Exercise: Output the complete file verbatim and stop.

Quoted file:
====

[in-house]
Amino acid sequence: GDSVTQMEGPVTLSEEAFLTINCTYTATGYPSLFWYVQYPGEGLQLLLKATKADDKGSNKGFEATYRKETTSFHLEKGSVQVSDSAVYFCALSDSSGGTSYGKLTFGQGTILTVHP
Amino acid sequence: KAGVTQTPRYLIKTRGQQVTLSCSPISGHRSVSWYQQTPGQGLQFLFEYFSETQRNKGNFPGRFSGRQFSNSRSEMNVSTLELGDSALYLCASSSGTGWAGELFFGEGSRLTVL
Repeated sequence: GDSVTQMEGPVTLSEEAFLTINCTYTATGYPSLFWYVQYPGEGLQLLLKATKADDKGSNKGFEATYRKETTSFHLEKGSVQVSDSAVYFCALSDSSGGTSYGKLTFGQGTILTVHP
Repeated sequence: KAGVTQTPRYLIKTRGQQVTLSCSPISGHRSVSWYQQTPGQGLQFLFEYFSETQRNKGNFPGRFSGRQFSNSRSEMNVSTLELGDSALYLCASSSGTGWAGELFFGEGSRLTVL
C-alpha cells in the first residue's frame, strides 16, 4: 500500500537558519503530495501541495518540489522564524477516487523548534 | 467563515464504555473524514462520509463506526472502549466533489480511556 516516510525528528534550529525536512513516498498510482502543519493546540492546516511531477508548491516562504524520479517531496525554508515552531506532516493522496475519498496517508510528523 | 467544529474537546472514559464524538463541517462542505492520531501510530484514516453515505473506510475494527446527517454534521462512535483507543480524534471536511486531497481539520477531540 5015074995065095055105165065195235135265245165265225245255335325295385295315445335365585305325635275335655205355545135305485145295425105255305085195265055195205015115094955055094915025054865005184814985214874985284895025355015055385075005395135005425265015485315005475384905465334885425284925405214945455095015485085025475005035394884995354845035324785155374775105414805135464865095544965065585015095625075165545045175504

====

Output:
[in-house]
Amino acid sequence: GDSVTQMEGPVTLSEEAFLTINCTYTATGYPSLFWYVQYPGEGLQLLLKATKADDKGSNKGFEATYRKETTSFHLEKGSVQVSDSAVYFCALSDSSGGTSYGKLTFGQGTILTVHP
Amino acid sequence: KAGVTQTPRYLIKTRGQQVTLSCSPISGHRSVSWYQQTPGQGLQFLFEYFSETQRNKGNFPGRFSGRQFSNSRSEMNVSTLELGDSALYLCASSSGTGWAGELFFGEGSRLTVL
Repeated sequence: GDSVTQMEGPVTLSEEAFLTINCTYTATGYPSLFWYVQYPGEGLQLLLKATKADDKGSNKGFEATYRKETTSFHLEKGSVQVSDSAVYFCALSDSSGGTSYGKLTFGQGTILTVHP
Repeated sequence: KAGVTQTPRYLIKTRGQQVTLSCSPISGHRSVSWYQQTPGQGLQFLFEYFSETQRNKGNFPGRFSGRQFSNSRSEMNVSTLELGDSALYLCASSSGTGWAGELFFGEGSRLTVL
C-alpha cells in the first residue's frame, strides 16, 4: 500500500537558519503530495501541495518540489522564524477516487523548534 | 467563515464504555473524514462520509463506526472502549466533489480511556 516516510525528528534550529525536512513516498498510482502543519493546540492546516511531477508548491516562504524520479517531496525554508515552531506532516493522496475519498496517508510528523 | 467544529474537546472514559464524538463541517462542505492520531501510530484514516453515505473506510475494527446527517454534521462512535483507543480524534471536511486531497481539520477531540 5015074995065095055105165065195235135265245165265225245255335325295385295315445335365585305325635275335655205355545135305485145295425105255305085195265055195205015115094955055094915025054865005184814985214874985284895025355015055385075005395135005425265015485315005475384905465334885425284925405214945455095015485085025475005035394884995354845035324785155374775105414805135464865095544965065585015095625075165545045175504